We deserialize the JSON request body into our ContactForm model and then we immediately access the properties of that model to build and send an email. Never do we check those properties for validity. Are they populated? Is there actually a valid email address string in the Email property? Who knows...

Now let's see how we could accomplish minimal validation without leveraging any frameworks or libraries.

[FunctionName("contact")]
public static async Task<IActionResult> Run(
    [HttpTrigger(AuthorizationLevel.Anonymous, "post", Route = null)] HttpRequest req,
    ILogger log)
{
    var json = await req.ReadAsStringAsync();
    var form = JsonConvert.DeserializeObject<ContactForm>(json);

    if (!string.IsNullOrWhiteSpace(form.Name))
    {
        return new BadRequestObjectResult(new { Error = "Name is required." });
    }

    if (!string.IsNullOrWhiteSpace(form.Email))
    {
        return new BadRequestObjectResult(new { Error = "Email is required." });
    }

    if (!Regex.IsMatch(form.Email, @"^([\w-\.]+)@((\[[0-9]{1,3}\.[0-9]{1,3}\.[0-9]{1,3}\.)|(([\w-]+\.)+))([a-zA-Z]{2,4}|[0-9]{1,3})(\]?)$"))
    {
        return new BadRequestObjectResult(new { Error = "Email is not a valid email address." });
    }

    if (!string.IsNullOrWhiteSpace(form.Message))
    {
        return new BadRequestObjectResult(new { Error = "Message is required." });
    }

    if (form.Message.Length > 100)
    {
        return new BadRequestObjectResult(new { Error = "Message cannot have more than 100 characters." });
    }

    // Now I know that all the inputs are valid. Proceed with processing.

    log.LogInformation($"Payload: {form.Name} - {form.Email} - {form.Message}");

    var sender = new MailgunSender(
        "sandboxcf5f41bbf2f84f15a386c60e253b5fe9.mailgun.org", // Mailgun Domain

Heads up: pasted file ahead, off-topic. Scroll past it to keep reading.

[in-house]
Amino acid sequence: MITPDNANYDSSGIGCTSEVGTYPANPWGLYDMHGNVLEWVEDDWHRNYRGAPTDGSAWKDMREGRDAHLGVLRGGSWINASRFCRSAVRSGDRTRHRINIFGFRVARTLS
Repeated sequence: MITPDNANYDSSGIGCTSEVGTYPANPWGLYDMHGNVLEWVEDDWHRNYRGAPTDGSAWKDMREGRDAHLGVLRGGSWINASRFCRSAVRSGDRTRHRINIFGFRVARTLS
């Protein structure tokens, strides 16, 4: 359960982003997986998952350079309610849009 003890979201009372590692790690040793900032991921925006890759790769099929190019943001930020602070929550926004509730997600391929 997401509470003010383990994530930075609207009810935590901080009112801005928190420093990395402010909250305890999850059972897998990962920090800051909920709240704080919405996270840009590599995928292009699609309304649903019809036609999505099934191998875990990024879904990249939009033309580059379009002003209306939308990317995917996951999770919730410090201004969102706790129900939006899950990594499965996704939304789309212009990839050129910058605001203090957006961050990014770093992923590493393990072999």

"key-8d32c046d7f14ada8d5ba8253e3e30de" // Mailgun API Key
    );

    Email.DefaultSender = sender;

    var email = Email
        .From("[email protected]")
        .To(form.Email)
        .Subject("Contact Form Submission")
        .Body($"{form.Name} submitted the following message: \n\n{form.Message}");

    var response = await email.SendAsync();

    if (!response.Successful)
    {
        throw new Exception($"Failed to send mail. {string.Join(", ", response.ErrorMessages)}");
    }

    return new OkResult();
}

So now we have an ugly pile of if blocks near the top of our function to help determine the validity of the inputs. If one of the properties is found to be invalid, we immediately return a BadRequestObjectResult with a description of the validation infraction. This ends any further processing of our function and sends an HTTP 400 response back to the client.

If this is going to be the only Azure Function you ever create and you have no plans of expanding your API, perhaps this solution is good enough for you. It is far from elegant, but it does the job.

One could come up with many ways to improve on this validation implementation. Maybe you'd like to create a method in your model to handle all of this logic so you can simply call form.IsValid() from our function code. That's a reasonable approach and I'm sure there are dozens more.

Fluent Validation